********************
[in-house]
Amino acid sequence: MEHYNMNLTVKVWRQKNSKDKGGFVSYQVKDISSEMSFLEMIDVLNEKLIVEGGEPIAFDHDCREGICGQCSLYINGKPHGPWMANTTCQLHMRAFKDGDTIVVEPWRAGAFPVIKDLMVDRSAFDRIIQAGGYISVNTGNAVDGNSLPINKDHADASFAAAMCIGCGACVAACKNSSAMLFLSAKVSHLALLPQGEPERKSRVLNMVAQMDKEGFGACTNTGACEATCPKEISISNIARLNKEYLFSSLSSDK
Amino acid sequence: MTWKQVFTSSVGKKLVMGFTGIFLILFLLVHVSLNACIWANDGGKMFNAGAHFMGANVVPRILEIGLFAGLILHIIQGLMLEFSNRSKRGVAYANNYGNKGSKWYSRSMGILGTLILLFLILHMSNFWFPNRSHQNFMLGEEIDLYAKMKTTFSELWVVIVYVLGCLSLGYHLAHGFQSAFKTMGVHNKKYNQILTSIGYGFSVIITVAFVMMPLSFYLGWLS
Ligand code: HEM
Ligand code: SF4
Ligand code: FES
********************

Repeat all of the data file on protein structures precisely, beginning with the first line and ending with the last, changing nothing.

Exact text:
[in-house]
Amino acid sequence: MEHYNMNLTVKVWRQKNSKDKGGFVSYQVKDISSEMSFLEMIDVLNEKLIVEGGEPIAFDHDCREGICGQCSLYINGKPHGPWMANTTCQLHMRAFKDGDTIVVEPWRAGAFPVIKDLMVDRSAFDRIIQAGGYISVNTGNAVDGNSLPINKDHADASFAAAMCIGCGACVAACKNSSAMLFLSAKVSHLALLPQGEPERKSRVLNMVAQMDKEGFGACTNTGACEATCPKEISISNIARLNKEYLFSSLSSDK
Amino acid sequence: MTWKQVFTSSVGKKLVMGFTGIFLILFLLVHVSLNACIWANDGGKMFNAGAHFMGANVVPRILEIGLFAGLILHIIQGLMLEFSNRSKRGVAYANNYGNKGSKWYSRSMGILGTLILLFLILHMSNFWFPNRSHQNFMLGEEIDLYAKMKTTFSELWVVIVYVLGCLSLGYHLAHGFQSAFKTMGVHNKKYNQILTSIGYGFSVIITVAFVMMPLSFYLGWLS
Ligand code: HEM
Ligand code: SF4
Ligand code: FES